The Chesterfield City Council has decided to proceed with updating its master plan for city parks and has approved a new location for the city’s community garden.
The council earlier had delayed acting on the parks master plan project despite having approved funds for it in the 2017 budget. Concerns centered on the cost, whether the updating was needed and the view that the work could be handled by city staff.
In a subsequent report, Tom McCarthy, Chesterfield’s director of parks, recreation and arts, explained that while having a master plan was not essential to receiving a municipal park grant from St. Louis County, having a current one enhanced the city’s score when applying for such funding. Although budgeted funds for the project were not used in 2017, projected expenditures again were used in developing the 2018 budget, McCarthy observed, and no additional funding or appropriation is being requested.
McCarthy had noted that the work involved in a master plan is detailed and complex and it is most cost-effective to use an experienced consulting firm than to hire the additional staff needed for the job.
Councilmember Ben Keathley [Ward 2] said his thoughts on the project had changed since 2017. The cost of a master plan isn’t cheap but it’s much less than what the city could lose if it failed to receive a parks grant due to a lower score on its application, Keathley pointed out. It’s also good to have an outside firm’s opinion, he added.
City staff earlier had opened proposals from a number of consulting firms and had recommended Pros Consulting, Inc., for the project. The council voted unanimously to award a contract to the Indianapolis-based firm at a price not to exceed $60,000.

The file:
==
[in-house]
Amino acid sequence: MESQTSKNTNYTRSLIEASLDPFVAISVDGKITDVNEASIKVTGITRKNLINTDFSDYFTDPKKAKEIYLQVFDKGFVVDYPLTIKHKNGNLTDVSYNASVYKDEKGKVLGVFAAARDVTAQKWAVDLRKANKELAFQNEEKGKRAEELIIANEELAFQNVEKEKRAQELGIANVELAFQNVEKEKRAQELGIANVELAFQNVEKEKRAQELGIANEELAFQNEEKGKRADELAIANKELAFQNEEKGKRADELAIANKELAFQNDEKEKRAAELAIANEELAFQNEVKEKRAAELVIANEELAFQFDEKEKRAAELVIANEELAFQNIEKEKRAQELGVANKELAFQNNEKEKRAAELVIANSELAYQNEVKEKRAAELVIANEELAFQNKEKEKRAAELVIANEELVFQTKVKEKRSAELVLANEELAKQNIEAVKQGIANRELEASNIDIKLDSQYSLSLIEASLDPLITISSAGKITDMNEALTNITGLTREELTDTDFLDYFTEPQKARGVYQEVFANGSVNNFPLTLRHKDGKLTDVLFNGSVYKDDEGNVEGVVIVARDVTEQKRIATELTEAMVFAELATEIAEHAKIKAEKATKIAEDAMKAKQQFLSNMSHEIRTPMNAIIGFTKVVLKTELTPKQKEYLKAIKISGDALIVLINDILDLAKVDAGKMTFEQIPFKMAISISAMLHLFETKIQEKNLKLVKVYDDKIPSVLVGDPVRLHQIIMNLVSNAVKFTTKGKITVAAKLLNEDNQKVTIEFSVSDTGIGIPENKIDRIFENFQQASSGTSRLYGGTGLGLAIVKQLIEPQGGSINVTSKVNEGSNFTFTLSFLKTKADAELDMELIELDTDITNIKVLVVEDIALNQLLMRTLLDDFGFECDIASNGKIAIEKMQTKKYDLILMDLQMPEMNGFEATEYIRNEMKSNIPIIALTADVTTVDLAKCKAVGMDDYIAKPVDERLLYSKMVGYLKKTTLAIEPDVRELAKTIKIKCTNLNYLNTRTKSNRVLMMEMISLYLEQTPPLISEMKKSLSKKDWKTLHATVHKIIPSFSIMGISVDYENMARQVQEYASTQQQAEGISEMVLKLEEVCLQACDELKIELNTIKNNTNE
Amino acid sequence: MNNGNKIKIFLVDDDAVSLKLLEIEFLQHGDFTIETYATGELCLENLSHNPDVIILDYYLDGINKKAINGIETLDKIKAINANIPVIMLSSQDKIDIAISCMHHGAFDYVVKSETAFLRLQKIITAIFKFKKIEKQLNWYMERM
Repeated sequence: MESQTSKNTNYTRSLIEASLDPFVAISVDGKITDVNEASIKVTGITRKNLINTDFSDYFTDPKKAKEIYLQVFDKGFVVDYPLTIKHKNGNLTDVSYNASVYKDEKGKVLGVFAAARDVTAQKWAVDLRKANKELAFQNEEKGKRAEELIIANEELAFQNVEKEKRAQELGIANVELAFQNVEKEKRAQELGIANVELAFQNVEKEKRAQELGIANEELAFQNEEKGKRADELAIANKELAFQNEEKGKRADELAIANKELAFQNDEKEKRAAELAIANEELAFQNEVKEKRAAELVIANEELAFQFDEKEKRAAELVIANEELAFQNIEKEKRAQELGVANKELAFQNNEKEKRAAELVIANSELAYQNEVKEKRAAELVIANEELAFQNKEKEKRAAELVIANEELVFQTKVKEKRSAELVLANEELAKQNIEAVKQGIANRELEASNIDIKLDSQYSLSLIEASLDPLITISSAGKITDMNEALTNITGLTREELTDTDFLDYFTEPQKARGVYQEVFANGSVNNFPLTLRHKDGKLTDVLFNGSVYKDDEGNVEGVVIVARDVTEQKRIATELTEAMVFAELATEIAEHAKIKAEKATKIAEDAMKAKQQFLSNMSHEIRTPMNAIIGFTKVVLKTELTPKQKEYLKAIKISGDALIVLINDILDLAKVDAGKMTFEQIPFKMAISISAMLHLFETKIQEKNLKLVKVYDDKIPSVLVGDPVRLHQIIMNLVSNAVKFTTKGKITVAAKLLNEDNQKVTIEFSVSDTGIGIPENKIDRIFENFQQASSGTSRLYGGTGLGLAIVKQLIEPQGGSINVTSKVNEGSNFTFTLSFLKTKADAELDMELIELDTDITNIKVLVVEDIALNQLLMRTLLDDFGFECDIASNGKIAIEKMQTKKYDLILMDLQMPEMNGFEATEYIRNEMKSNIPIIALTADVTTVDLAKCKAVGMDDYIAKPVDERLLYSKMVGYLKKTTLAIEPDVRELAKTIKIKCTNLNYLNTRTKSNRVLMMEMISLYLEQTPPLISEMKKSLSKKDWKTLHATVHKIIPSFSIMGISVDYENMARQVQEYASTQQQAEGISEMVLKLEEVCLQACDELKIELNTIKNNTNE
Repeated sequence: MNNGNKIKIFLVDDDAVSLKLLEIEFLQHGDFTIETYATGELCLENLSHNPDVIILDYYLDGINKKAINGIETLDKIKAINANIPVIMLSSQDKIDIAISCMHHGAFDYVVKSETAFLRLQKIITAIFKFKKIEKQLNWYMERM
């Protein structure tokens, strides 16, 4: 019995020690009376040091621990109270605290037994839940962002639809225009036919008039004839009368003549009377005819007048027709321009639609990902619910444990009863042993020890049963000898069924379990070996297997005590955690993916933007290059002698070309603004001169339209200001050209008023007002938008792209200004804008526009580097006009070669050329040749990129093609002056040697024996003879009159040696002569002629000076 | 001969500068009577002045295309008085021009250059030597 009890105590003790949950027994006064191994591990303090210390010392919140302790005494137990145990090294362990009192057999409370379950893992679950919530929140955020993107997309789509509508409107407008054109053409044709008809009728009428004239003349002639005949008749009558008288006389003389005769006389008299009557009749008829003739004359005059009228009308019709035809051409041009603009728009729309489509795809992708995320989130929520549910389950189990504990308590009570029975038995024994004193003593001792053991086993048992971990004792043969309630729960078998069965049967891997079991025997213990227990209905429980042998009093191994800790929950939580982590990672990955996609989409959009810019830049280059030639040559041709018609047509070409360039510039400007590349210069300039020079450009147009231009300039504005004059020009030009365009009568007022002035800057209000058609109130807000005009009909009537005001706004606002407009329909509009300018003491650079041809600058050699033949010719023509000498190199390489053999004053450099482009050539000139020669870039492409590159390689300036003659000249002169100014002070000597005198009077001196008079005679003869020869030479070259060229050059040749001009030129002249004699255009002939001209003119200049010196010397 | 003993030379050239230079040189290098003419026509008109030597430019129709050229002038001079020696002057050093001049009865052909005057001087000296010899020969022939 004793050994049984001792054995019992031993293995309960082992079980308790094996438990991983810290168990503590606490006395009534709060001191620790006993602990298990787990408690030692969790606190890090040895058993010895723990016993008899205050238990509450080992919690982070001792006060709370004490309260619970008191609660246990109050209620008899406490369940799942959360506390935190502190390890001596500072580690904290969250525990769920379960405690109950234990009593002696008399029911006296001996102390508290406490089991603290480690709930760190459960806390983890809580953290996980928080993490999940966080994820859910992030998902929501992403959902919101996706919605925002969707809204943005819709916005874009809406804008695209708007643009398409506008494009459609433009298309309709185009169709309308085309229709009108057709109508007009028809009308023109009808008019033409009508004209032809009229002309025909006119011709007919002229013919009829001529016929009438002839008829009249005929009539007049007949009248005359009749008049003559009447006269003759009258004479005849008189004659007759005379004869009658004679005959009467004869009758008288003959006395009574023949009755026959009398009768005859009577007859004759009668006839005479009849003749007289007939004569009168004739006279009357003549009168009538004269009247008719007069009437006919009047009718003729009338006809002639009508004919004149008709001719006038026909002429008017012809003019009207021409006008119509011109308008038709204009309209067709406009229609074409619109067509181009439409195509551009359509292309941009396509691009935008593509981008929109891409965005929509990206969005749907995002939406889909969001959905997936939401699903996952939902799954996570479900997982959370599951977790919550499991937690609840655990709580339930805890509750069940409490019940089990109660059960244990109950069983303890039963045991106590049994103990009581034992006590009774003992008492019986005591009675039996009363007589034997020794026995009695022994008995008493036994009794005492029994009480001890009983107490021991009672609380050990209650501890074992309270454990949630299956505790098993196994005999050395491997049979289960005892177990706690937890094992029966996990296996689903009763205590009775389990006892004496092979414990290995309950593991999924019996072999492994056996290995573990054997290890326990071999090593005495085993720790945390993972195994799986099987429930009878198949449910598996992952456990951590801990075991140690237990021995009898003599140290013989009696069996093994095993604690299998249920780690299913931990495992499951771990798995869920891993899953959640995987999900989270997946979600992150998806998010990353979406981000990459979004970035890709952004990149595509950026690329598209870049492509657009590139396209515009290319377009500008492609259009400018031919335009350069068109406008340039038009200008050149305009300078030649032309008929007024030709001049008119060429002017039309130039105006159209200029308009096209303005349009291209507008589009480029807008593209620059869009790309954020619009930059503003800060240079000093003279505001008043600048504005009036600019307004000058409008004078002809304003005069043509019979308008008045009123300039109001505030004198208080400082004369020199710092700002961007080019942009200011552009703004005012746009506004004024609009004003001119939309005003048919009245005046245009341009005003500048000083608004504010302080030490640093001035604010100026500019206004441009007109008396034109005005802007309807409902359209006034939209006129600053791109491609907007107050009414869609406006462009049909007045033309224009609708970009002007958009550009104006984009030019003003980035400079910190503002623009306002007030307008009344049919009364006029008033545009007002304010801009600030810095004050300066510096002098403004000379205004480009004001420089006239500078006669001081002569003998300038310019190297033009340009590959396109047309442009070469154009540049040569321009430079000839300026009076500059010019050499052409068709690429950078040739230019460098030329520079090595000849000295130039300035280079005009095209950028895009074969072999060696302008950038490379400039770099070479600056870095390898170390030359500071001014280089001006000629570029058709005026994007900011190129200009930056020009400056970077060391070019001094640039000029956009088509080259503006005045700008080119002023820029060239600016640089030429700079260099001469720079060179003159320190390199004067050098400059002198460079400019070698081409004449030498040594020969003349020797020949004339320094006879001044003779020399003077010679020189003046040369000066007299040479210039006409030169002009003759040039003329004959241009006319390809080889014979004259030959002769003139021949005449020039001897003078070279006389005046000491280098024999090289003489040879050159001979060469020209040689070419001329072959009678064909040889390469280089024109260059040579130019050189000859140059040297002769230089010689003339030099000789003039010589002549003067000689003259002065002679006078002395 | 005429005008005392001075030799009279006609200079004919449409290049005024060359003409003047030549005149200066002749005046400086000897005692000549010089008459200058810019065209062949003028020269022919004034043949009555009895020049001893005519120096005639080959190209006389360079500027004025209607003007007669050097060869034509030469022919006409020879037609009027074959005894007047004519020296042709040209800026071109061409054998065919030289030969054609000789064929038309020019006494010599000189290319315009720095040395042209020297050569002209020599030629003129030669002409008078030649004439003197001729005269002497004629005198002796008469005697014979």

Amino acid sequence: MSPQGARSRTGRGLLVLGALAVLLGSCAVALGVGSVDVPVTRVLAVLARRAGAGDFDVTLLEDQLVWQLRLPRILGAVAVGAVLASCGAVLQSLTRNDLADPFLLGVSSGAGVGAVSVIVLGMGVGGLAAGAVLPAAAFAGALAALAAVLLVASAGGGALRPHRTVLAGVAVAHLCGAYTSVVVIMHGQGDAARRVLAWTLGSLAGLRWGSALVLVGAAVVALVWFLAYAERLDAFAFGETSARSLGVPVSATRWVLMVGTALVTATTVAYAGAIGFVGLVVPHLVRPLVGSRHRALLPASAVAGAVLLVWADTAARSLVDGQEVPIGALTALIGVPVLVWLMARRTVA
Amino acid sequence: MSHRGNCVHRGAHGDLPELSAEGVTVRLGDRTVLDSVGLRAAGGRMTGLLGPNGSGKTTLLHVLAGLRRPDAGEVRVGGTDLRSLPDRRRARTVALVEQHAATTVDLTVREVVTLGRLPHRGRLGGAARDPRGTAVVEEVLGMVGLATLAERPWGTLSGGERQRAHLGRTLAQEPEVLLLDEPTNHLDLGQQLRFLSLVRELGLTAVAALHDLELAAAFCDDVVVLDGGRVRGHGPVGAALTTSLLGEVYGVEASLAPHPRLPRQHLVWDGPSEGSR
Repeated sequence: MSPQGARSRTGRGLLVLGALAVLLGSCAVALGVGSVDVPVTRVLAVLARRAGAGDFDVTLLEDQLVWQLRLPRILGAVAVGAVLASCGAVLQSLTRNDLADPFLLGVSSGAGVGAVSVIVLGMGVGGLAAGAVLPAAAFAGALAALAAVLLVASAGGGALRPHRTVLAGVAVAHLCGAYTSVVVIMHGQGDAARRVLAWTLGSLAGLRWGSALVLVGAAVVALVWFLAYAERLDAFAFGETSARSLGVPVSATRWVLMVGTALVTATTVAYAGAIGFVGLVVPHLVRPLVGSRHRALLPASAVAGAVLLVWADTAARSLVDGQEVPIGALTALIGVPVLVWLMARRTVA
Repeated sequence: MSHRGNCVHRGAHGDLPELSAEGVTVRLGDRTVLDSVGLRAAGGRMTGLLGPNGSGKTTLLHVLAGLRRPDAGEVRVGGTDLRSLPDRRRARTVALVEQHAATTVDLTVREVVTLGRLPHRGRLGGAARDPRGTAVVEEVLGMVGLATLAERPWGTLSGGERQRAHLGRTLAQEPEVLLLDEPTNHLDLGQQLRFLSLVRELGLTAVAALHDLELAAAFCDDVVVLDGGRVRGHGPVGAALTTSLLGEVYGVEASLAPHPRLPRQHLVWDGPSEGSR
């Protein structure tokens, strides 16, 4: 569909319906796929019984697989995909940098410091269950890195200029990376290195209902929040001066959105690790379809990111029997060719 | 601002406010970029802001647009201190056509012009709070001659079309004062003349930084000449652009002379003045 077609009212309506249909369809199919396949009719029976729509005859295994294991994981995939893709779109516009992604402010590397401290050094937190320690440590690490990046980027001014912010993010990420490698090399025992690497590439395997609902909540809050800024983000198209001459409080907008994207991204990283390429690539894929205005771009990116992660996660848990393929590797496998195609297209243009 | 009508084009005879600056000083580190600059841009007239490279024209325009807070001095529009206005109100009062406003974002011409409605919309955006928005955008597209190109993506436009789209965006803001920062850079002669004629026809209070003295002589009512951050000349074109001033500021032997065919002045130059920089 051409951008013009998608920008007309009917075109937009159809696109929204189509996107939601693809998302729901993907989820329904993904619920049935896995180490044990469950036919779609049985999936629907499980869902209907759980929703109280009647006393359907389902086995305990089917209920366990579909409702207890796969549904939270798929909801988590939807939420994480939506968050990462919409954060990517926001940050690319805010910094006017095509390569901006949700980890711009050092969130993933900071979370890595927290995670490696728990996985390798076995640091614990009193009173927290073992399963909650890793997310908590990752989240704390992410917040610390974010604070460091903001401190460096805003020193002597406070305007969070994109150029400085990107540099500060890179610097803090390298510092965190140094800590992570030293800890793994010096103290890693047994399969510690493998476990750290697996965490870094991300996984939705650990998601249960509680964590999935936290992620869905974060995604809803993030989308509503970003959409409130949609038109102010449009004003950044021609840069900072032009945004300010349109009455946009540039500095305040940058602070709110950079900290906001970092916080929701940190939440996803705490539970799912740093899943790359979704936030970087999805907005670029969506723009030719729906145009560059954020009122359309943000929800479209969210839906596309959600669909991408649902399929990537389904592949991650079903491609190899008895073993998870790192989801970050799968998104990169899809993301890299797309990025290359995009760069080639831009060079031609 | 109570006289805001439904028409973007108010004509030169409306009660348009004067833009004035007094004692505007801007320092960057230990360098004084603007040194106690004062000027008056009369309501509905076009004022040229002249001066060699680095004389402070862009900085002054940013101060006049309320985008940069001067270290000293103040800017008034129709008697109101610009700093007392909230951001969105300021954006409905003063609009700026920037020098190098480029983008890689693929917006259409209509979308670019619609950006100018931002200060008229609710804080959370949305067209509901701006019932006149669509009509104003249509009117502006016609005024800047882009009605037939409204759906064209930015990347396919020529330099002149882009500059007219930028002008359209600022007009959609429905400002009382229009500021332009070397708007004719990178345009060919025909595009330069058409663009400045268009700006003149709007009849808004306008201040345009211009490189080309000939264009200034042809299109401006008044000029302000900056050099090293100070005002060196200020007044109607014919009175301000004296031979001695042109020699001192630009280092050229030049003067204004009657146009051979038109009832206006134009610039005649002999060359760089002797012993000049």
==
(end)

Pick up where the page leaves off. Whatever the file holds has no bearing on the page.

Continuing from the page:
The Parks, Recreation and Arts Committee recommended using up to $8,500 from the parks reserve fund to pay for establishing a new community garden site and the council unanimously agreed.
The former garden location was located on ground that has been sold. The fact that the new site is just north of the old one makes an exodus of current plot holders unlikely, city officials believe, but there is a waiting list if any vacancies occur.
Fencing and other supplies from the original garden will be used at the new site, east of Burkhardt on the eastern side of Chesterfield Parkway.
As with the old location, the new garden is on land owned by Sachs Properties, which has allowed the city to use the tract for the next several years or until the site is slated for development.
Those using plots in the garden pay the city a rental fee. During the past two years, that income has totaled $4,050.